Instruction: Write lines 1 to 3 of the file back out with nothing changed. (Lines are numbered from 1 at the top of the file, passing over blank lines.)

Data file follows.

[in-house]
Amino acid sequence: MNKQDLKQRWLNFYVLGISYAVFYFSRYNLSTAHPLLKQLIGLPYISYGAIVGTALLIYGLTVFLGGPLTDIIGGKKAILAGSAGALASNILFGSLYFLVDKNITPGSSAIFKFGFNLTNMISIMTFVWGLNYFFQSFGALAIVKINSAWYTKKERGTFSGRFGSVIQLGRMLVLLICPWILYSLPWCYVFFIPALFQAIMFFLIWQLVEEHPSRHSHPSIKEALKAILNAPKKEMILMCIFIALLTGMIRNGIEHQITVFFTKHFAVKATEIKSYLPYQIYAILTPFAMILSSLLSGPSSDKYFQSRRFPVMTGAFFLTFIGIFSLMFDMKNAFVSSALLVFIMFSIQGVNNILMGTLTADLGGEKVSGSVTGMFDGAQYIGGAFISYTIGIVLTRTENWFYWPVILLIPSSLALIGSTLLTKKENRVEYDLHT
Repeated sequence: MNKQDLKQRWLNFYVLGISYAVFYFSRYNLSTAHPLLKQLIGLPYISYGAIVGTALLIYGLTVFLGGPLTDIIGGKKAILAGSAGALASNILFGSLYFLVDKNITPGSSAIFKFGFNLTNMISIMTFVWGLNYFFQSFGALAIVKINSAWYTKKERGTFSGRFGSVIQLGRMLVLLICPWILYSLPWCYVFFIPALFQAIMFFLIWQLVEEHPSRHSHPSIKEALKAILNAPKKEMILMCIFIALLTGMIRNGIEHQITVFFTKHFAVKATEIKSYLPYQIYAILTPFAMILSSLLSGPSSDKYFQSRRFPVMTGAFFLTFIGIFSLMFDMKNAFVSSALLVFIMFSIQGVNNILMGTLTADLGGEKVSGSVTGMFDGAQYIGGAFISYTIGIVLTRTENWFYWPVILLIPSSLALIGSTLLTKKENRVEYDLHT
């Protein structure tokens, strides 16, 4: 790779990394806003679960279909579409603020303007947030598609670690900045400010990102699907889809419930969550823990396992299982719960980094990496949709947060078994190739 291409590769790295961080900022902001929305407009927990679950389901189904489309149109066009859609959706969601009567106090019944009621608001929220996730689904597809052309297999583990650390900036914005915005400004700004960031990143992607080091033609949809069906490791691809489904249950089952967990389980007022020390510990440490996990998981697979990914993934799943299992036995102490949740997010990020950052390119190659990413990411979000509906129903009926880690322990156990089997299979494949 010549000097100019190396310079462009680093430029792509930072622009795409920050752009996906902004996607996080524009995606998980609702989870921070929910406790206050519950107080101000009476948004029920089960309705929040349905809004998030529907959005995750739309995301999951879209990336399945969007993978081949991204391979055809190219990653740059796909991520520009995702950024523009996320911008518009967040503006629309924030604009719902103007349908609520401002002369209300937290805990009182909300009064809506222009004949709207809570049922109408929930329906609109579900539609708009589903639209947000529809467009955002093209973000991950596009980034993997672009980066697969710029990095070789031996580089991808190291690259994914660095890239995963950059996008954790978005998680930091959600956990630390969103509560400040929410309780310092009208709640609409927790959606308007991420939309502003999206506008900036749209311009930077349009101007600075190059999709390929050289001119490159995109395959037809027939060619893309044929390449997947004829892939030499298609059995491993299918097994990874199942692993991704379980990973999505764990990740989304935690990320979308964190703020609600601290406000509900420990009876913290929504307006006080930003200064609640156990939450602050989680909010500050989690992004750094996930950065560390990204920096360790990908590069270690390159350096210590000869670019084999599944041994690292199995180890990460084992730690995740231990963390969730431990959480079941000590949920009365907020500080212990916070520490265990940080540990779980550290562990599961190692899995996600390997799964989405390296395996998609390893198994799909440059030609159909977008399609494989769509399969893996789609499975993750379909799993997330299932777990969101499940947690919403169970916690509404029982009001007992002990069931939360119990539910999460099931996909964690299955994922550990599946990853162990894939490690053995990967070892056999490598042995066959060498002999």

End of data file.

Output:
[in-house]
Amino acid sequence: MNKQDLKQRWLNFYVLGISYAVFYFSRYNLSTAHPLLKQLIGLPYISYGAIVGTALLIYGLTVFLGGPLTDIIGGKKAILAGSAGALASNILFGSLYFLVDKNITPGSSAIFKFGFNLTNMISIMTFVWGLNYFFQSFGALAIVKINSAWYTKKERGTFSGRFGSVIQLGRMLVLLICPWILYSLPWCYVFFIPALFQAIMFFLIWQLVEEHPSRHSHPSIKEALKAILNAPKKEMILMCIFIALLTGMIRNGIEHQITVFFTKHFAVKATEIKSYLPYQIYAILTPFAMILSSLLSGPSSDKYFQSRRFPVMTGAFFLTFIGIFSLMFDMKNAFVSSALLVFIMFSIQGVNNILMGTLTADLGGEKVSGSVTGMFDGAQYIGGAFISYTIGIVLTRTENWFYWPVILLIPSSLALIGSTLLTKKENRVEYDLHT
Repeated sequence: MNKQDLKQRWLNFYVLGISYAVFYFSRYNLSTAHPLLKQLIGLPYISYGAIVGTALLIYGLTVFLGGPLTDIIGGKKAILAGSAGALASNILFGSLYFLVDKNITPGSSAIFKFGFNLTNMISIMTFVWGLNYFFQSFGALAIVKINSAWYTKKERGTFSGRFGSVIQLGRMLVLLICPWILYSLPWCYVFFIPALFQAIMFFLIWQLVEEHPSRHSHPSIKEALKAILNAPKKEMILMCIFIALLTGMIRNGIEHQITVFFTKHFAVKATEIKSYLPYQIYAILTPFAMILSSLLSGPSSDKYFQSRRFPVMTGAFFLTFIGIFSLMFDMKNAFVSSALLVFIMFSIQGVNNILMGTLTADLGGEKVSGSVTGMFDGAQYIGGAFISYTIGIVLTRTENWFYWPVILLIPSSLALIGSTLLTKKENRVEYDLHT